Cyndi also shared with Newsweek how amazed she is by Maisy's impressive resilience. "She's been the same happy and determined spirited girl as always, she isn't afraid of the snake she said ... [she is] just upset she didn't get away as fast as her cat did," she said. "She's ready to go home and swim and play as if nothing ever happened. She blows me away."

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Additionally, Cyndi said that Maisy's recovery is going so well that she may soon be discharged.

"We are waiting on poison control to okay her recent bloodwork but it should be later today or tomorrow," she said.

In order to alleviate the medical costs of the anti-venom, antibiotics, steroids and fluids, a friend of Cyndi's created a GoFundMe, which has since raised over $12,400 since it was created earlier this week.

"I don't think I can thank you all enough, or even individually because there's so many of you who have prayed for her/us that we don't even know. Those of you who donated, those of you who sent messages of care and concern ... We are blessed to know when it all fell apart that you all were there to reassure us God would heal her back together again," Cyndi added. "So thank you [times] a million."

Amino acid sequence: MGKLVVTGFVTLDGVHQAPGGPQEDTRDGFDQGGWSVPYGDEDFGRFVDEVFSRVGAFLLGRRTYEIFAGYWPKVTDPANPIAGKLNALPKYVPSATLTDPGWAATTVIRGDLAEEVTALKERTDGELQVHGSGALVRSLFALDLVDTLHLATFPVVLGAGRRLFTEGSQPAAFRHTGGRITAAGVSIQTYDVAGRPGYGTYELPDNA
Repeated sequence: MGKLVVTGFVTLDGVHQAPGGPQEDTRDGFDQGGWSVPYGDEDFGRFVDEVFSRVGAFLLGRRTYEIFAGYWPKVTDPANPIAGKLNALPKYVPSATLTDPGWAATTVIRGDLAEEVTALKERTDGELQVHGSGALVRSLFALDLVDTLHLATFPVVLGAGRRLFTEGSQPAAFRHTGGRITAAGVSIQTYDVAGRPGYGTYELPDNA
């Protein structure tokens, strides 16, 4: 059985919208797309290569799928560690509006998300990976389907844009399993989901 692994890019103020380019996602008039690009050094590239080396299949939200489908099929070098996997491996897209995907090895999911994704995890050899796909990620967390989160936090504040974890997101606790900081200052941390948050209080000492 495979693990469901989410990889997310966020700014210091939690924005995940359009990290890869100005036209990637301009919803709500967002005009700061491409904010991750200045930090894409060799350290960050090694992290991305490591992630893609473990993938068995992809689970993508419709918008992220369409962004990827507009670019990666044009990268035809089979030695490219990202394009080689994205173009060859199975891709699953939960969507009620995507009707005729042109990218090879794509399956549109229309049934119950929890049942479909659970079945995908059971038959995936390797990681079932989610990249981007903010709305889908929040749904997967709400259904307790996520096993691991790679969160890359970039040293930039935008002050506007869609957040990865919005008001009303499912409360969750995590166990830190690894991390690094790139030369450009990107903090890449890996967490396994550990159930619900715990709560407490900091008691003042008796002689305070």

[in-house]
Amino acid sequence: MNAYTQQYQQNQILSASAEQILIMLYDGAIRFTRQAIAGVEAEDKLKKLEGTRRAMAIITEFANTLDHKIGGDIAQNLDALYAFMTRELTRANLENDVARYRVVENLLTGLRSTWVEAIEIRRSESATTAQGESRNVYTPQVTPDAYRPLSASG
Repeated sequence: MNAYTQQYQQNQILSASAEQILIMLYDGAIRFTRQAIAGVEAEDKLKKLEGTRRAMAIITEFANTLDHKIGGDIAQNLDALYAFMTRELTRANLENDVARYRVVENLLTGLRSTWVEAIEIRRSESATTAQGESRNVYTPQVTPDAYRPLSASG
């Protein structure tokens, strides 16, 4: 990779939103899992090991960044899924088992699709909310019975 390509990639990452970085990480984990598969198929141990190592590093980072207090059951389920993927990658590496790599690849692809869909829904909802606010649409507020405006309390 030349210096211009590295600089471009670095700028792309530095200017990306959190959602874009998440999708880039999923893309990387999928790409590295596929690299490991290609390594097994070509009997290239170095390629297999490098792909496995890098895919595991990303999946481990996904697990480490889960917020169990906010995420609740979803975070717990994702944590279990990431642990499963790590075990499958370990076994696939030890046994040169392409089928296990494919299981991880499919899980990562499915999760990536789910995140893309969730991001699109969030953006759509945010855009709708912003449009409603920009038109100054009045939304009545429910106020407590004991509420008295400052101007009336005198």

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Her biggest takeaway from the event was the importance of educating children about the dangers around them, Cyndi said.

"I wish I would have taught the girls to notice a cat preying on a predator...so maybe they wouldn't have bombarded it," she said. "I wish I would have known just how significant a snake bite can be...it's nothing even remotely like a dog bite...I wish I was educated on anti-venom and the cost, effectiveness, etc. The more you know right?"

Earlier this week, a viral video surfaced of an experienced zookeeper being bitten in the face by a python. A day later in Australia, a snake wrangler was nearly bit in the face by a venomous red-bellied black snake.

Updated 06/25/2021 at 3:30 p.m. to include statements from Cyndi Spell.